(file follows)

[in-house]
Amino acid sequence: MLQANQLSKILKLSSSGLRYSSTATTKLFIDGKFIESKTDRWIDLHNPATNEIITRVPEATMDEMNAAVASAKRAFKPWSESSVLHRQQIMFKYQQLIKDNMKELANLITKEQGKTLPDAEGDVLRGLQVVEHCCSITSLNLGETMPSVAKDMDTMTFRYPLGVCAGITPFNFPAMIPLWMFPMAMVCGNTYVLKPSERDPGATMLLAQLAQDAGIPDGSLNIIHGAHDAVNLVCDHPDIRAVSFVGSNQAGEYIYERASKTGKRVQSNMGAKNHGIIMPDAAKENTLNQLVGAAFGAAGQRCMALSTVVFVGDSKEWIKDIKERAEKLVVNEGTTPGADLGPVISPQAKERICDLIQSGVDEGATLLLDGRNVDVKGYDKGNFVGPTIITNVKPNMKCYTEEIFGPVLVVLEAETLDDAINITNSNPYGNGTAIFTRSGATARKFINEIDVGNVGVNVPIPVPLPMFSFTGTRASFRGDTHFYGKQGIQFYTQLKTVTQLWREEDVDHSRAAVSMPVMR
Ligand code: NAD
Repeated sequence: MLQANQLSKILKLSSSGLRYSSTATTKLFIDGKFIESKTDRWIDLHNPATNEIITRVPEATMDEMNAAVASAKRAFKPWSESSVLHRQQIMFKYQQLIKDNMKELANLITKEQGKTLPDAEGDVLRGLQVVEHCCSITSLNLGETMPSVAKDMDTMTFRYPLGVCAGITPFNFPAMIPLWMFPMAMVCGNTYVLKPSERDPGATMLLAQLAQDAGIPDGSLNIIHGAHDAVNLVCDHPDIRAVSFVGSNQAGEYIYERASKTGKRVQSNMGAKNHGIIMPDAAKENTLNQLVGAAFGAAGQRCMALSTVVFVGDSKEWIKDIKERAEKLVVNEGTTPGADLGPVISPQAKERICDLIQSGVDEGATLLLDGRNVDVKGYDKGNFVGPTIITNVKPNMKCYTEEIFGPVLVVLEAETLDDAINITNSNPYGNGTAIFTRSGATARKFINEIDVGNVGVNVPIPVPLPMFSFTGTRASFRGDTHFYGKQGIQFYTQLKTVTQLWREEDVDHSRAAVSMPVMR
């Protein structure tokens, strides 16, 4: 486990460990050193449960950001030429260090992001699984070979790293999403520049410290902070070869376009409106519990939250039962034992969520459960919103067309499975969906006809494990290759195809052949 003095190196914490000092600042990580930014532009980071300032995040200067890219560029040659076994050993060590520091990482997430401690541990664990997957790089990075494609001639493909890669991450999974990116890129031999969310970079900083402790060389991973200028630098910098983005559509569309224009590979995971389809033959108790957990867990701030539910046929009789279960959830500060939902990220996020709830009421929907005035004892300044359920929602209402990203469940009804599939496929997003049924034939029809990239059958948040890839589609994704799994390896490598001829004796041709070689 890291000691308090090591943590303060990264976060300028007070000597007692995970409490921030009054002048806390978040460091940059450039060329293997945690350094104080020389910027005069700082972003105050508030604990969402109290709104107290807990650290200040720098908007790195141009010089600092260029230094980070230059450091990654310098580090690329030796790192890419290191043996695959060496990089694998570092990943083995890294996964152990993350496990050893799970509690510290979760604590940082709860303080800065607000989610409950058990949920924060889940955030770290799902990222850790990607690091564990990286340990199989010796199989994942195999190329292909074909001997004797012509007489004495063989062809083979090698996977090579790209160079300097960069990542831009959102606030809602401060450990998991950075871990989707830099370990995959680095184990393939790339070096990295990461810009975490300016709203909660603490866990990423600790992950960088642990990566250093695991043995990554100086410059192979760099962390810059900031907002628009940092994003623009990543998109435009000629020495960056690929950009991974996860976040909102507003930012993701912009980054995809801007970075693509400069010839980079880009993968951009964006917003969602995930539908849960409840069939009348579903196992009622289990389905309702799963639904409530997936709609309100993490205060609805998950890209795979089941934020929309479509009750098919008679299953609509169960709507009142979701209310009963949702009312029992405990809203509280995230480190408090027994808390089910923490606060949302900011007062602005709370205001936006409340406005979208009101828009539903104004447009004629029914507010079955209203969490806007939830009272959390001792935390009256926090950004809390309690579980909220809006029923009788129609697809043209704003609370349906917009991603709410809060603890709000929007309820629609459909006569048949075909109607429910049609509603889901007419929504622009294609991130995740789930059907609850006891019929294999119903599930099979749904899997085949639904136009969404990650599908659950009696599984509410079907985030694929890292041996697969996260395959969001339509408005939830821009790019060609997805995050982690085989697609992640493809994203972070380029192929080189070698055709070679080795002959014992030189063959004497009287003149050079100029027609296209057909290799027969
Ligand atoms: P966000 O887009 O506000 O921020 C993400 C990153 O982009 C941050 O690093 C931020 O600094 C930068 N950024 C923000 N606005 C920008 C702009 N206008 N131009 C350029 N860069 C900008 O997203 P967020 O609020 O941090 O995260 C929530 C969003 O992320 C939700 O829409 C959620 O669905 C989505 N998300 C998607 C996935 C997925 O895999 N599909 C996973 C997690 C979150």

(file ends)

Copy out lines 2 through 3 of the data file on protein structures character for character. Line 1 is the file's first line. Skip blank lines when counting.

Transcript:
Amino acid sequence: MLQANQLSKILKLSSSGLRYSSTATTKLFIDGKFIESKTDRWIDLHNPATNEIITRVPEATMDEMNAAVASAKRAFKPWSESSVLHRQQIMFKYQQLIKDNMKELANLITKEQGKTLPDAEGDVLRGLQVVEHCCSITSLNLGETMPSVAKDMDTMTFRYPLGVCAGITPFNFPAMIPLWMFPMAMVCGNTYVLKPSERDPGATMLLAQLAQDAGIPDGSLNIIHGAHDAVNLVCDHPDIRAVSFVGSNQAGEYIYERASKTGKRVQSNMGAKNHGIIMPDAAKENTLNQLVGAAFGAAGQRCMALSTVVFVGDSKEWIKDIKERAEKLVVNEGTTPGADLGPVISPQAKERICDLIQSGVDEGATLLLDGRNVDVKGYDKGNFVGPTIITNVKPNMKCYTEEIFGPVLVVLEAETLDDAINITNSNPYGNGTAIFTRSGATARKFINEIDVGNVGVNVPIPVPLPMFSFTGTRASFRGDTHFYGKQGIQFYTQLKTVTQLWREEDVDHSRAAVSMPVMR
Ligand code: NAD